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View Full Version : using the 70-300 at high iso


alexs
20th May 2010, 12:57 PM
I've been learning the ropes with this lens and experimenting with high iso so I thought I'd share my experience...
Basically I started off trying iso 1600 on my e-520... weirdly I got 99% grainy rubbish except this one, and I think a couple of others. I've no real idea why except perhaps that it didn't need to be cropped (or very little) and the subject was nice and close. I'm thinking that "might" be the secret to iso 1600?? could well be wrong though...

http://i42.photobucket.com/albums/e309/alexsally/P2123330-1.jpg

When I shoot iso100-200 I can crop (hard) and still get a clear (ish) result. Also this fella was about 90 feet away! not bad... but you need better light than we often get..

http://i42.photobucket.com/albums/e309/alexsally/P1302491.jpg


Finally this singing robin was at iso-800 and about 12 feet away. I've no idea what the rule of thumb is here. 800 is sometimes ok? All of the ones i took at iso 800 I ran through the free noiseware software and set the filter to "weak noise". Don't really know what I'm doing withh it but the result is ok...


http://i42.photobucket.com/albums/e309/alexsally/P5014528_filteredWEAK.jpg



I think so far I'm concluding that the raising the ISO is somewhat like lowering the pixel count.... THe result will be fine but you can't expect to crop so heavy. Also as Zig says its not to be feared, the results can be good. Oh and the noiseware stuff works a treat and takes about 3 seconds

al


155314

Nick Temple-Fry
20th May 2010, 01:26 PM
Three nice bird photos.

You are right in your comment about cropping or indeed enlarging, either spreads the available pixels over a larger area and makes things like noise more apparent.

The other thing I notice is you've got good exposure on all three images (particularly the last two) - not only on the subject but also the background. And good exposure is the key to combatting noise (better the exposure then the better the ratio of good information to bad noise). If you are after the iso limit then watch the histogram, a good strong centred histogram is a good indicator of lots of healthy pixel information.

Nick

alexs
20th May 2010, 01:30 PM
Three nice bird photos.

You are right in your comment about cropping or indeed enlarging, either spreads the available pixels over a larger area and makes things like noise more apparent.

The other thing I notice is you've got good exposure on all three images (particularly the last two) - not only on the subject but also the background. And good exposure is the key to combatting noise (better the exposure then the better the ratio of good information to bad noise). If you are after the iso limit then watch the histogram, a good strong centred histogram is a good indicator of lots of healthy pixel information.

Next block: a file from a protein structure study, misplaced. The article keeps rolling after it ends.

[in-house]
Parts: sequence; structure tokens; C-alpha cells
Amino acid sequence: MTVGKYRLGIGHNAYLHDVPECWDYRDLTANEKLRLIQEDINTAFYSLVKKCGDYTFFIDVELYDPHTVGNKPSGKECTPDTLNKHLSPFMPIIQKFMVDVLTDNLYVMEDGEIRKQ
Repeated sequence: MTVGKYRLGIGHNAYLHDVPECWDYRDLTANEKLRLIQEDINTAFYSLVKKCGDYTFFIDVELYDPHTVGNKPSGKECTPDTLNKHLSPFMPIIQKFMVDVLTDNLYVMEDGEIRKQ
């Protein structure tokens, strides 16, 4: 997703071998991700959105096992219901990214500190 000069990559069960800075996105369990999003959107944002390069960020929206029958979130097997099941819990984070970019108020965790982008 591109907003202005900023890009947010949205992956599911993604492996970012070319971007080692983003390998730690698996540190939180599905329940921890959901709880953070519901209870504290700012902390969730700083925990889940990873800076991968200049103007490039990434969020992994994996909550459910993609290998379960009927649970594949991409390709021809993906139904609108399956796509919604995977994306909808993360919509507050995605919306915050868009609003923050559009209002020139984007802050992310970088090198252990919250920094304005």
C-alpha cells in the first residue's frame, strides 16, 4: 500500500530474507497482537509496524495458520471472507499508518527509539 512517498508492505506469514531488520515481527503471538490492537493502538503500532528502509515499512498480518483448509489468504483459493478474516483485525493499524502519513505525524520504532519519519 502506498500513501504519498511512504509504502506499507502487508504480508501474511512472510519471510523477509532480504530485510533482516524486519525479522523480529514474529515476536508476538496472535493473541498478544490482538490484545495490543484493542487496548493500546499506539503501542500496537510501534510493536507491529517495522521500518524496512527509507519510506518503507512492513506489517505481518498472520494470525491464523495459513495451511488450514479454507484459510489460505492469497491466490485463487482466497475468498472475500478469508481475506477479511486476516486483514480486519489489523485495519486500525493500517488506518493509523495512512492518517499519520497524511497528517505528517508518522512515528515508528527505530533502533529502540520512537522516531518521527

Nick


wow, thats good to know :)
by good exposure do you mean no blown highlights and not too dark. I noticed if they were too dark at high ISO then there was no saving them...
al:)

Nick Temple-Fry
20th May 2010, 02:01 PM
Well the histogram is a mysterious beast, very much the chameleon of digital photography. But its worth watching and it should follow what you expect from the scene. So in the first shot it is bunched around the middle, which is what you would expect for a shot of a robin against a dark back ground, the other two shots show histograms with wider distributions - again what you would expect. Luminous landscape do a good introduction

http://www.luminous-landscape.com/tutorials/understanding-series/understanding-histograms.shtml

Your too dark comment is a good one - if everything is dark then you've got the noise (which always follows the iso, it's a characteristic of the sensor) but relatively little actual picture information, so the noise wins). So a good exposure should have good strong peaks where you would want/expect them.

Nick

alexs
20th May 2010, 02:07 PM
good link thanks.. With a bit more practice and the histogram info hopefully I should get my "keeper" rate up a bit..:)
al

Jim Ford
20th May 2010, 07:54 PM
... and the exposure of the histogram shall be to the right.
Neither shall it be to the left, lest it be also spread to the right.
Bunched to the left is right out!

(Apologies to Monty Python)

Jim